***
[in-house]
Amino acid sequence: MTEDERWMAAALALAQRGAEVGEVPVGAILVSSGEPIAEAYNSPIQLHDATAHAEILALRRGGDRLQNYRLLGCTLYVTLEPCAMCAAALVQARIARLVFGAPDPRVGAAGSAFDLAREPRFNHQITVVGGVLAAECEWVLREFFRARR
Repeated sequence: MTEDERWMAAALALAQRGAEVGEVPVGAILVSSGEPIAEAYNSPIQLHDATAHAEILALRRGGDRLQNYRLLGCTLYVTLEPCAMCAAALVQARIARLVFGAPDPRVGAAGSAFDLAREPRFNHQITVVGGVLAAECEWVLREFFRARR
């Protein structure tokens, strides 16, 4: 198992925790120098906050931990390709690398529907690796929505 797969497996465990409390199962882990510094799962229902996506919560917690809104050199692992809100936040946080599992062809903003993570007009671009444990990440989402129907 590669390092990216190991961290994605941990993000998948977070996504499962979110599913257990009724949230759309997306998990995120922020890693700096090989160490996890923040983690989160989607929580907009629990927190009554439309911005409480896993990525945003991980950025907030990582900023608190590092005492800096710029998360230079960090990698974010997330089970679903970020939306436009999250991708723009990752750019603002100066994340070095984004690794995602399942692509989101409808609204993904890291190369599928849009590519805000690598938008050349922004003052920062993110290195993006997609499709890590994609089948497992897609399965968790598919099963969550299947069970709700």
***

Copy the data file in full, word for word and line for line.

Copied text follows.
[in-house]
Amino acid sequence: MTEDERWMAAALALAQRGAEVGEVPVGAILVSSGEPIAEAYNSPIQLHDATAHAEILALRRGGDRLQNYRLLGCTLYVTLEPCAMCAAALVQARIARLVFGAPDPRVGAAGSAFDLAREPRFNHQITVVGGVLAAECEWVLREFFRARR
Repeated sequence: MTEDERWMAAALALAQRGAEVGEVPVGAILVSSGEPIAEAYNSPIQLHDATAHAEILALRRGGDRLQNYRLLGCTLYVTLEPCAMCAAALVQARIARLVFGAPDPRVGAAGSAFDLAREPRFNHQITVVGGVLAAECEWVLREFFRARR
């Protein structure tokens, strides 16, 4: 198992925790120098906050931990390709690398529907690796929505 797969497996465990409390199962882990510094799962229902996506919560917690809104050199692992809100936040946080599992062809903003993570007009671009444990990440989402129907 590669390092990216190991961290994605941990993000998948977070996504499962979110599913257990009724949230759309997306998990995120922020890693700096090989160490996890923040983690989160989607929580907009629990927190009554439309911005409480896993990525945003991980950025907030990582900023608190590092005492800096710029998360230079960090990698974010997330089970679903970020939306436009999250991708723009990752750019603002100066994340070095984004690794995602399942692509989101409808609204993904890291190369599928849009590519805000690598938008050349922004003052920062993110290195993006997609499709890590994609089948497992897609399965968790598919099963969550299947069970709700």